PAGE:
Tech giants plead innocence to MEPs on US snooping
Executives from three of the world's biggest IT firms - Facebook, Google and Microsoft - have told MEPs they did not give US intelligence services "unfettered" access to people's private data.
Their denials came in a European Parliament hearing on the spy scandal in Brussels on Monday (11 November).
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Richard Allan, Facebook's man in charge of public policy for Europe, noted that his CEO, Mark Zuckerberg, has "forcefully and repeatedly rejected fake reports that Facebook has allowed unfettered access to its servers."
Google's government relations chief, Nicklas Lundblad, said: "We have not given the US government access to Google servers either directly or via a back door."
Dorothee Belz, Microsoft's European legal affairs chief, noted: "Microsoft does not give any government in the world unfettered access to customer data."
All three said intelligence services and police have subpoenaed them to look for specific information on individual suspects.
Facebook's Allan noted that in the six months ending 31 December 2012, US agencies made about 10,000 requests, while EU countries made another 10,000 or so queries.
He added that many of them concerned day-to-day matters, such as help to find missing children, instead of espionage, and that they affected "a tiny fraction of 1 percent of all Facebook accounts."
Microsoft's Belz said US authorities made about 7,000 requests in the same time period, but that 24 percent ended with her staff finding nothing to hand over.
The three firms also said they would like to reveal more on US intelligence queries, but that they are gagged by US law.
"I don't think you can expect statements from companies that break the law and put their people in jail," Belz noted.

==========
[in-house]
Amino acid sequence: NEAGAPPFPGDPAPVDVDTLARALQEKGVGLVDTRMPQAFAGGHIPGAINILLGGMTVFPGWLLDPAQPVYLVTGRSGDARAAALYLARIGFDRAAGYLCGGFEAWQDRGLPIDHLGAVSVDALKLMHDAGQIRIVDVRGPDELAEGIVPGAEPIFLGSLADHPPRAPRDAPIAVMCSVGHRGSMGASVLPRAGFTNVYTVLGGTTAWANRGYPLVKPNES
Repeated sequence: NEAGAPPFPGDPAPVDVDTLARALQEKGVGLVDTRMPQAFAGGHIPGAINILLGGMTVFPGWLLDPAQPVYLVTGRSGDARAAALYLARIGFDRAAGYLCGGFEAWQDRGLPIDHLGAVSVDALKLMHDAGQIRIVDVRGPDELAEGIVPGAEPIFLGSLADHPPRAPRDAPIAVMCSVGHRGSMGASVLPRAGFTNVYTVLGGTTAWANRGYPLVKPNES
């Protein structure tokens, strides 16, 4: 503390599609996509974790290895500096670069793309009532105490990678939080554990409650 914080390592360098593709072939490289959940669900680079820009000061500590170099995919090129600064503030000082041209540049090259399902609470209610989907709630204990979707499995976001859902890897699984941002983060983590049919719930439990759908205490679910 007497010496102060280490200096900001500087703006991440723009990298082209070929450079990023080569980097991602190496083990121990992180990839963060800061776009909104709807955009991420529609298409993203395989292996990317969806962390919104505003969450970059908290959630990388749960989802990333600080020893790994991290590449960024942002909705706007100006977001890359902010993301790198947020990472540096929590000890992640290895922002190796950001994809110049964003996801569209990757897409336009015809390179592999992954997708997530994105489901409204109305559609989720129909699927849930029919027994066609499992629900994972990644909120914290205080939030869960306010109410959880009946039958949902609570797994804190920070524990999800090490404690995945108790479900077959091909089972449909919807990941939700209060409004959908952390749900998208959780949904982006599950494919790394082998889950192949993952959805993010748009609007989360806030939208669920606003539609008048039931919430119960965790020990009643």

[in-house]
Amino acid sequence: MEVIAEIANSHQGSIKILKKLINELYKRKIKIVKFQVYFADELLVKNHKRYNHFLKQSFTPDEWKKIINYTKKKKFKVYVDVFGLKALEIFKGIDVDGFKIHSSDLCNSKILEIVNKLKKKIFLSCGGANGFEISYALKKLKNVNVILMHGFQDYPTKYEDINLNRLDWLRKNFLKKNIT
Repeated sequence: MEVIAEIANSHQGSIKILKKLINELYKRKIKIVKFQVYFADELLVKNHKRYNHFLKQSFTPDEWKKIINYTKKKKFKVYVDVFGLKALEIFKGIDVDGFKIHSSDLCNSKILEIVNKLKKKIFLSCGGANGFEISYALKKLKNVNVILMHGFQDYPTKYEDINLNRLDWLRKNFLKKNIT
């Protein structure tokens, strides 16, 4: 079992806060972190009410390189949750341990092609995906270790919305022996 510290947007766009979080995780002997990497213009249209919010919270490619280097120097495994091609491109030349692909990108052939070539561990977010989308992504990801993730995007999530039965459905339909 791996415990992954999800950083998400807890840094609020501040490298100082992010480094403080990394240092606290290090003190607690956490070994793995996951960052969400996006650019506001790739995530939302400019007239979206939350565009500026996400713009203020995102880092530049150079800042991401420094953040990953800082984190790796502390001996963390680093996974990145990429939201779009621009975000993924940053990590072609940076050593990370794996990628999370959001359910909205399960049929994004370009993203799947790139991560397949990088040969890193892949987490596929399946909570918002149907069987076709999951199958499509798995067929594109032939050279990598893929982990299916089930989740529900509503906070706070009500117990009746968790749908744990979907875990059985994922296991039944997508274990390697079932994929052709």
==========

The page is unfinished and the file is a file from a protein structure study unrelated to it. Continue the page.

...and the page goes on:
"We know we're telling the truth," Google's Lundblud said.
The testimonies come after files leaked by US intelligence contractor Edward Snowden said the three companies, as well as Apple, AOL, PalTalk and Yahoo, routinely hand over data to the US' National Security Agency (NSA).
US subpoenas are granted by the so-called Fisa court, which operates behind closed doors and which approved 99.95 percent of warrants filed by security services between 2001 and 2012.
Snowden files also say the NSA, and its British counterpart, GCHQ, have hacked Google servers and tapped undersea cables which carry internet and phone data between America and Europe.
For their part, MEPs voiced scepticism on the IT firms' innocence.
Sophie In 't Veld, a Dutch liberal deputy, said people from the same companies told her different stories in off-the-record chats.
"You have given carefully drafted legal statements. It reminds me very much of what President Clinton said on the Lewinsky case: 'I did not have sexual relations with that woman.' It was legally correct, but it had no bearing on the truth," she noted, referring to a 1998 US sex scandal.
MEPs on Monday also heard from a US congressman, the Republican Party's Jim Sensenbrenner, who chairs an oversight committee on homeland security.
Sensenbrenner has tabled a bill, named the USA Freedom Act, designed to curb NSA abuse.
His law would make Fisa more transparent and would create a "privacy advocate" who would give Fisa judges counterarguments to NSA requests.
But a Democratic Party senator, Dianne Feinstein, who chairs a separate committee on intelligence oversight, has tabled a law which goes in the opposite direction.
"The Feinstein bill puts what the NSA has been doing into law and says it's OK … To me, that's scary," Sensenbrenner said.
"Over time, instead of applying the brake [on spying], they [US senators] have stepped on the gas. They've become cheerleaders for whatever the intelligence agencies want," he added.
With Feinstein's bill sailing through her committee by 11 votes to four last month, Sensenbrenner noted that he is fighting "the administration, the leadership of both our parties, of Congress, and of the intelligence oversight committee," to pass his freedom act instead.
Correction: The article originally said Feinstein is a Republican. Apologies